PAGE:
Charles T. Burns dies founder of Super Pride

April 10, 1991|By Lynda Robinson

Services for Charles Thurgood Burns, chairman of the country's largest black-owned and operated supermarket chain, will be held at 7 p.m. Friday at the Morgan State University Christian Center, 4307 Hillen Road.

Mr. Burns, who founded the Baltimore chain of Super Pride Markets and was a first cousin of U.S. Supreme Court Justice Thurgood Marshall, died of a heart attack Sunday at his home in northern Baltimore County. He was 76.

Born in Baltimore, Mr. Burns graduated from Morgan State College, where he played football for four years. He developed a reputation as a shrewd businessman when he owned a chain of pharmacies. The Hilton Court Chain of Ethical Pharmacies catered to the needs of black consumers at a time when white-owned businesses ignored them.

Mr. Burns was thinking about retiring in 1970 when he was recruited to take over a bankrupt supermarket with a handful of ** employees on East Chase Street. He bought the Super Jet Market, changed its name to Super Pride and transformed it into a profitable business by 1973.

The Super Pride chain eventually grew to seven stores with annual sales reaching $43 million, making it one of the county's top 100 black-owned businesses. The markets employ more than 400 people and rankthird in sales among Baltimore-area independent grocers, according to Food World, a trade publication for the retail food industry.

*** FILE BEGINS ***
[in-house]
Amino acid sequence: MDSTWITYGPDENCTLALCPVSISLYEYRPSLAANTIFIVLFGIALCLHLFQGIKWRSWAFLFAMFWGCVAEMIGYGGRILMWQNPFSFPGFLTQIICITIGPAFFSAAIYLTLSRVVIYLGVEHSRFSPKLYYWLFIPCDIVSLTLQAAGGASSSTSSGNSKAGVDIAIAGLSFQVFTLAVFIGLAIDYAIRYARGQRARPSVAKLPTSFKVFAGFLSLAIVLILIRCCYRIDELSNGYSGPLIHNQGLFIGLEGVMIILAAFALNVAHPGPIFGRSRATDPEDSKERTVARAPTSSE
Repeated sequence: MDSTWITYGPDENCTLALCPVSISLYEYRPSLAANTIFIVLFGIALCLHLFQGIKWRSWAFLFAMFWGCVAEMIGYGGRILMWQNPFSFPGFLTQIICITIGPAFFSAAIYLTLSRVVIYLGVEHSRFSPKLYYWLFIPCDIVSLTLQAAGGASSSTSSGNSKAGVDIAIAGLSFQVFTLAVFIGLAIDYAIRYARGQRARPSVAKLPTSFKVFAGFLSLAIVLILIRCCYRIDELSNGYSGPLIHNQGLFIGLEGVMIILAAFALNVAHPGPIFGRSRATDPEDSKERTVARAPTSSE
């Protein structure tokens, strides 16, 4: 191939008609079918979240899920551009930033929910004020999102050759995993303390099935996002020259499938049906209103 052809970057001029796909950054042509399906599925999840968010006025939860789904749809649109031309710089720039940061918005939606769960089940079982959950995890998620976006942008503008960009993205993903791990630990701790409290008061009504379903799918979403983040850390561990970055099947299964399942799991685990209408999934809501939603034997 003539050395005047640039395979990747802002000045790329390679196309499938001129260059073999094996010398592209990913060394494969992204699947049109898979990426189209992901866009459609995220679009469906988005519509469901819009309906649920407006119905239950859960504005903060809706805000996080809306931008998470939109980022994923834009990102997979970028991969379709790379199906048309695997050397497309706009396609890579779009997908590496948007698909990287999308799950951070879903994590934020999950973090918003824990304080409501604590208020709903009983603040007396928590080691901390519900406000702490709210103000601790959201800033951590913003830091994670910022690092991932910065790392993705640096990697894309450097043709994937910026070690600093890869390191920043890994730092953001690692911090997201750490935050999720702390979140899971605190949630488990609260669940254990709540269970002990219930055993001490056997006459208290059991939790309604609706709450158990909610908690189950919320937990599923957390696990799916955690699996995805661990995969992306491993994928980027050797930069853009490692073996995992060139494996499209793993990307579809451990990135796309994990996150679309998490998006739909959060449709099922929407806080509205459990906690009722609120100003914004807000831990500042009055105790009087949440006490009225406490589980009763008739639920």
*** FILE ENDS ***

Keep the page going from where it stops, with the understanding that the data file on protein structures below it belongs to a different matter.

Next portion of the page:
Mr. Burns, who launched the chain with an advertising campaign appealing to black pride, made Super Pride a sponsor of Black History Month activities. The supermarket chain also supported the Arena Players, the Baltimore Museum of Art and co-sponsored the inaugural performance of the Alvin Ailey Dance Theatre Foundation of Maryland.

Mr. Burns provided scholarships to several area students, allowing them to continue their educations.

He operated a 320-acre farm in northern Baltimore County where he raised cattle, pigs and various crops.

Mr. Burns is survived by his wife, Juanita Johnson Burns; three sisters, Dorothy Randall and Juliet Carter, both of Baltimore, and Lucille Anderson of Virginia; and several nieces and nephews.

The family suggests contributions to the American Heart Association, American Diabetes Association or Morgan State University.

Baltimore Sun Articles
Please note the green-lined linked article text has been applied commercially without any involvement from our newsroom editors, reporters or any other editorial staff.